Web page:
PainPain defined as spontaneously painful without touch. 40% 9% 9%
Redness 16% 8% 23%
Swelling 9% 1% 11%
Bruising 5% 1% 4%
Systemic
Headache 26% 26% 15%
Malaise 20% 19% 10%
Muscle aches 13% 9% 14%
Nausea 6% 9% 3%
Chills/Shivering 3% 2% 7%
Fever ≥ 37.7C (99.9F) 1% 1% 1%
Vomiting 1% 1% 0%
Table 2: Adverse EventsIn Study 1, 63% of unsolicited adverse events were mild, 35% were moderate, and 2% were severe. In Study 2, 47% were mild, 51% were moderate, and 3% were severe. In both studies, most unsolicited adverse events lasted no longer than 5 days. Reported Spontaneously by ≥ 1% of Subjects Within 21 Days After Administration of AFLURIA or Placebo, Irrespective of CausalityValues rounded to the nearest whole percent. (Studies 1 and 2, Adult Populations)
Study 1
Subjects ≥ 18 to < 65 years
Study 2
Subjects ≥ 65 years
Adverse Event AFLURIAIncludes subjects who received either the single-dose (preservative-free) or multi-dose formulation of AFLURIA.
n=1089
PlaceboThimerosal-containing placebo.
n=268
AFLURIA
n=206
Headache 8% 6% 8%
Nasal Congestion 1% 1% 7%
Cough 1% 0.4% 5%
Rhinorrhea 1% 1% 5%
Pharyngolaryngeal Pain 3% 1% 5%
Reactogenicity Event 3% 3% 0%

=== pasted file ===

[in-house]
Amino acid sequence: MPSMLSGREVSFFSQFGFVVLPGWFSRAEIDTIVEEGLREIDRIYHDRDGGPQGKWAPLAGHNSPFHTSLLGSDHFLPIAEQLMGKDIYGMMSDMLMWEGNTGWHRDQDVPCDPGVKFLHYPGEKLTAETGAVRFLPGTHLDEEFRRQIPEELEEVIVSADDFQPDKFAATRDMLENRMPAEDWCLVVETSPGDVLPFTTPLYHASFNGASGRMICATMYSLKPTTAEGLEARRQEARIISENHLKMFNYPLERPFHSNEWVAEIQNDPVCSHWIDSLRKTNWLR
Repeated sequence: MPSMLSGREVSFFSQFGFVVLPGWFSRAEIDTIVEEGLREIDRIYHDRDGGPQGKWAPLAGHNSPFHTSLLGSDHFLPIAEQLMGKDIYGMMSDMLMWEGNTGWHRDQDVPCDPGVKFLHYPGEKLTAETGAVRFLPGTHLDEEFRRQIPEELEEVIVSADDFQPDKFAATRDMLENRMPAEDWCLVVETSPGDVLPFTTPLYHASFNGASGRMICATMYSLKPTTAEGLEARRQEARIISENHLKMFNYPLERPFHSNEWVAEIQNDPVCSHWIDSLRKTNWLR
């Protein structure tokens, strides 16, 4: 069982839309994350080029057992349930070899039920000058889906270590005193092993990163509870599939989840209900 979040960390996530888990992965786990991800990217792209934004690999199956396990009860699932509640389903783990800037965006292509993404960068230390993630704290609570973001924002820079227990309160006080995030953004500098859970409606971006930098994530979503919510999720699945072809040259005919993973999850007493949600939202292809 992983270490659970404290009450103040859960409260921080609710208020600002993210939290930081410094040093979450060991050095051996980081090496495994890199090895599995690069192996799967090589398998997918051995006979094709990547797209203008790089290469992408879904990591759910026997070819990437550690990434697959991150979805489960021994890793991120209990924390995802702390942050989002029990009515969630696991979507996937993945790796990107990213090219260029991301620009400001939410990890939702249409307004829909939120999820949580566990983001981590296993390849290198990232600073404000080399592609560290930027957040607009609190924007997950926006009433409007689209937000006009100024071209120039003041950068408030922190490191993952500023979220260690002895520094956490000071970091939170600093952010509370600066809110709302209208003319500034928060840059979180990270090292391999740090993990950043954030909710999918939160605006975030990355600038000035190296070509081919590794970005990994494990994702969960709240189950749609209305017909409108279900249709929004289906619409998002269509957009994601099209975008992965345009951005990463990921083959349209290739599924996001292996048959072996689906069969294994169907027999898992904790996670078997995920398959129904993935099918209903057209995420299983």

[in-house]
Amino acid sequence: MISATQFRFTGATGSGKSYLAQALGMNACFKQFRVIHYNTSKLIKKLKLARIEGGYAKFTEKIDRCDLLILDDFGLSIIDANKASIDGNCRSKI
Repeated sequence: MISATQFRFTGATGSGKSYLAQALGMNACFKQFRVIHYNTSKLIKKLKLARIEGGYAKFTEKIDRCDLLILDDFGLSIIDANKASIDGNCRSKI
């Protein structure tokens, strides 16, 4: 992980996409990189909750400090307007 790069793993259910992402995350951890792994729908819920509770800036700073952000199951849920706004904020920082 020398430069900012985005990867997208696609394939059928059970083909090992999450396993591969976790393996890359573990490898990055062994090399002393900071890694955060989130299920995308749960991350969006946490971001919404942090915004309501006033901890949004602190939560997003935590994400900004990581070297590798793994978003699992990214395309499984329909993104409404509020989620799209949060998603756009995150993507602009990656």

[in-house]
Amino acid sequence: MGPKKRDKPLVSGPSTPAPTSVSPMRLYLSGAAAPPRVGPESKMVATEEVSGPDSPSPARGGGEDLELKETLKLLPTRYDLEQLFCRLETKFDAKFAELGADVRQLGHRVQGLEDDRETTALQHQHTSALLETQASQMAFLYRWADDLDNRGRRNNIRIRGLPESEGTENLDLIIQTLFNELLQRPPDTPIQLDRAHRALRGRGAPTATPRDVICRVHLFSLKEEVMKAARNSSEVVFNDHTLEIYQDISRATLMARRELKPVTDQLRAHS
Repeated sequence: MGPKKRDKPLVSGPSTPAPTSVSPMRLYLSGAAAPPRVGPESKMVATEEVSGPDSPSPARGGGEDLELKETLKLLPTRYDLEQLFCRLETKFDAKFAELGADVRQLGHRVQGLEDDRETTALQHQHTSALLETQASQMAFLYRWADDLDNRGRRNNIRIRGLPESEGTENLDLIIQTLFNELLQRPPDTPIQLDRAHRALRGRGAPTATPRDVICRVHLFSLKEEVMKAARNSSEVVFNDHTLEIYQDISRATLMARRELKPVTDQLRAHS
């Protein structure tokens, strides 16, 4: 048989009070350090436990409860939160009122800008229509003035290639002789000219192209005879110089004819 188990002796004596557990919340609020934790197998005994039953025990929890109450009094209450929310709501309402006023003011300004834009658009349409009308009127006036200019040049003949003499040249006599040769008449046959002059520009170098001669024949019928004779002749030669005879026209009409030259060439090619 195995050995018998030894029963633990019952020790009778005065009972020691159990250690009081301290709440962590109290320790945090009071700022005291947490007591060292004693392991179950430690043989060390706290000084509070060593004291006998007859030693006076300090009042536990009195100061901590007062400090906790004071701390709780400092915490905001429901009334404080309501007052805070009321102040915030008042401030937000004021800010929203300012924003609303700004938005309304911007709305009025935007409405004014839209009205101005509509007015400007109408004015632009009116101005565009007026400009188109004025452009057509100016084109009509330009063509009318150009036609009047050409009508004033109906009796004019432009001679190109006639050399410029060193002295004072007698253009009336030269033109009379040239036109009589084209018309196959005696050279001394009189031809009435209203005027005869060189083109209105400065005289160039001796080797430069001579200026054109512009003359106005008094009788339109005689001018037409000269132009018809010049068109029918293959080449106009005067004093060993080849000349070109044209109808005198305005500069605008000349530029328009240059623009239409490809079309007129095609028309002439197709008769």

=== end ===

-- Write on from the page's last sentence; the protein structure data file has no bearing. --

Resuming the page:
Diarrhea 2% 3% 1%
Back Pain 2% 0.4% 2%
Upper Respiratory Tract Infection 2% 1% 0.5%
Viral Infection 0.4% 1% 0%
Lower Respiratory Tract Infection 0% 0% 1%
Myalgia 1% 1% 1%
Muscle Spasms 0.4% 1% 0%
Table 3: Proportion of Subjects With Solicited Local or Systemic Adverse EventsIn Study 4, 78% of all local and systemic solicited events experienced by children ages 6 months to less than 3 years were mild, 19% were moderate and 3% were severe; 76% of all events experienced by children ages 3 years to less than 9 years were mild, 20% moderate and 4% severe. Severe pain was reported by < 1% of children ages 6 months to less than 3 years and 3% in children ages 3 years to less than 9 years. Severe fever (> 103.1F axillary or > 104.0F oral) was reported by < 1% of subjects in children ages 6 months to less than 3 years and 1% of subjects in children ages 3 years to less than 9 years. Within 7 Days After Administration of AFLURIA, Irrespective of Causality Values rounded to the nearest whole percent. (Study 4, Pediatric Population)
Subjects ≥ 6 months to < 3 years
(n = 151)Dosage in children 6 months to less than 3 years of age was 0.25 mL.
Subjects ≥ 3 years to < 9 years
(n = 147)Dosage in children 3 years to less than 9 years of age was 0.5 mL.
Solicited Adverse Event Dose 1 Dose 2 Dose 1 Dose 2
Local
Pain 36% 37% 59% 62%
Erythema 36% 38% 37% 46%
Swelling 16% 21% 25% 27%
Systemic
Irritability 48% 41% 20% 17%
Rhinitis 37% 48% 21% 29%